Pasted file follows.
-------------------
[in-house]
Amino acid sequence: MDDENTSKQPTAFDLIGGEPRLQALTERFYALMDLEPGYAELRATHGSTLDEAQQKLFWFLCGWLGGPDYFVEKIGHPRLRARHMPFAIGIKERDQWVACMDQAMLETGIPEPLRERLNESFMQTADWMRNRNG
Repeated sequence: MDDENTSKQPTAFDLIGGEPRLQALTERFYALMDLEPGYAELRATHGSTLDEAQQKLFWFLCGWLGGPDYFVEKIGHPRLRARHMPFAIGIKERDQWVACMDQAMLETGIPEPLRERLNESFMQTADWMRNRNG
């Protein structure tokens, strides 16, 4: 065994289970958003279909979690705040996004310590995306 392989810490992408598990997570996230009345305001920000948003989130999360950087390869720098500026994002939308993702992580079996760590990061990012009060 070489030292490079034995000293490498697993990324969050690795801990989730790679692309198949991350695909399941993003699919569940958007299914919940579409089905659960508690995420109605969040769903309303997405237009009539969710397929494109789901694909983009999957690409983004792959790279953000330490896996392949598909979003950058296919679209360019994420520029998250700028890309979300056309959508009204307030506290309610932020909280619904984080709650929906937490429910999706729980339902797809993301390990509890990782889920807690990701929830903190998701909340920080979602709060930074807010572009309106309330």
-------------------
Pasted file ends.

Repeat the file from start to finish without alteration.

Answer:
[in-house]
Amino acid sequence: MDDENTSKQPTAFDLIGGEPRLQALTERFYALMDLEPGYAELRATHGSTLDEAQQKLFWFLCGWLGGPDYFVEKIGHPRLRARHMPFAIGIKERDQWVACMDQAMLETGIPEPLRERLNESFMQTADWMRNRNG
Repeated sequence: MDDENTSKQPTAFDLIGGEPRLQALTERFYALMDLEPGYAELRATHGSTLDEAQQKLFWFLCGWLGGPDYFVEKIGHPRLRARHMPFAIGIKERDQWVACMDQAMLETGIPEPLRERLNESFMQTADWMRNRNG
């Protein structure tokens, strides 16, 4: 065994289970958003279909979690705040996004310590995306 392989810490992408598990997570996230009345305001920000948003989130999360950087390869720098500026994002939308993702992580079996760590990061990012009060 070489030292490079034995000293490498697993990324969050690795801990989730790679692309198949991350695909399941993003699919569940958007299914919940579409089905659960508690995420109605969040769903309303997405237009009539969710397929494109789901694909983009999957690409983004792959790279953000330490896996392949598909979003950058296919679209360019994420520029998250700028890309979300056309959508009204307030506290309610932020909280619904984080709650929906937490429910999706729980339902797809993301390990509890990782889920807690990701929830903190998701909340920080979602709060930074807010572009309106309330």